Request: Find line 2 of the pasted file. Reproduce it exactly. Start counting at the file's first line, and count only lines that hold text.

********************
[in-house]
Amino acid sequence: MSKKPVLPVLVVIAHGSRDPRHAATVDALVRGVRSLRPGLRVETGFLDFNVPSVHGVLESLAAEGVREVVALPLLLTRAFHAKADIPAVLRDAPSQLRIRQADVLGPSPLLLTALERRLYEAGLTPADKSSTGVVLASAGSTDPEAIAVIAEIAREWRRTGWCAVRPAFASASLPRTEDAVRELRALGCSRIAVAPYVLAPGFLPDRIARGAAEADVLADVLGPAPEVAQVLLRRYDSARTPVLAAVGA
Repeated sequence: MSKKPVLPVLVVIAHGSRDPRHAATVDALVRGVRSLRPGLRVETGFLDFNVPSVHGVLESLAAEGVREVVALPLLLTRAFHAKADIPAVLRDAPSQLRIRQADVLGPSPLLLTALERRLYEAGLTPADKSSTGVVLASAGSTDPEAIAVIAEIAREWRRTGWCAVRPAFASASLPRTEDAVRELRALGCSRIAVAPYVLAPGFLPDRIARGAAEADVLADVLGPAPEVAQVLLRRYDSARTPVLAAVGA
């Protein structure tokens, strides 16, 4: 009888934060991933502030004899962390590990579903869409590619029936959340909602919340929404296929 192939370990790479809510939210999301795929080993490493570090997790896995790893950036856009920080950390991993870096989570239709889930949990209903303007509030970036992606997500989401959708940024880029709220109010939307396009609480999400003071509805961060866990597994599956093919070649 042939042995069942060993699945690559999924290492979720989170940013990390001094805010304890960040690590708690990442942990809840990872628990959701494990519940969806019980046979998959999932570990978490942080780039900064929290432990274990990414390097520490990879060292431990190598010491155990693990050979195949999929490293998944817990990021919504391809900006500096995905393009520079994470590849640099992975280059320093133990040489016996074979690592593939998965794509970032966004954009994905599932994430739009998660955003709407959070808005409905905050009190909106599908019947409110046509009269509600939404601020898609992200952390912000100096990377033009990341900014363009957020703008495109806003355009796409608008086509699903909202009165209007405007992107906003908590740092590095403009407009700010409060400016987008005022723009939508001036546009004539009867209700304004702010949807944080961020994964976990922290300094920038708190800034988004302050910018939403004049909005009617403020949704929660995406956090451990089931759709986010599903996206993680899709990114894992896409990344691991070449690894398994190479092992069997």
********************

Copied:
Amino acid sequence: MSKKPVLPVLVVIAHGSRDPRHAATVDALVRGVRSLRPGLRVETGFLDFNVPSVHGVLESLAAEGVREVVALPLLLTRAFHAKADIPAVLRDAPSQLRIRQADVLGPSPLLLTALERRLYEAGLTPADKSSTGVVLASAGSTDPEAIAVIAEIAREWRRTGWCAVRPAFASASLPRTEDAVRELRALGCSRIAVAPYVLAPGFLPDRIARGAAEADVLADVLGPAPEVAQVLLRRYDSARTPVLAAVGA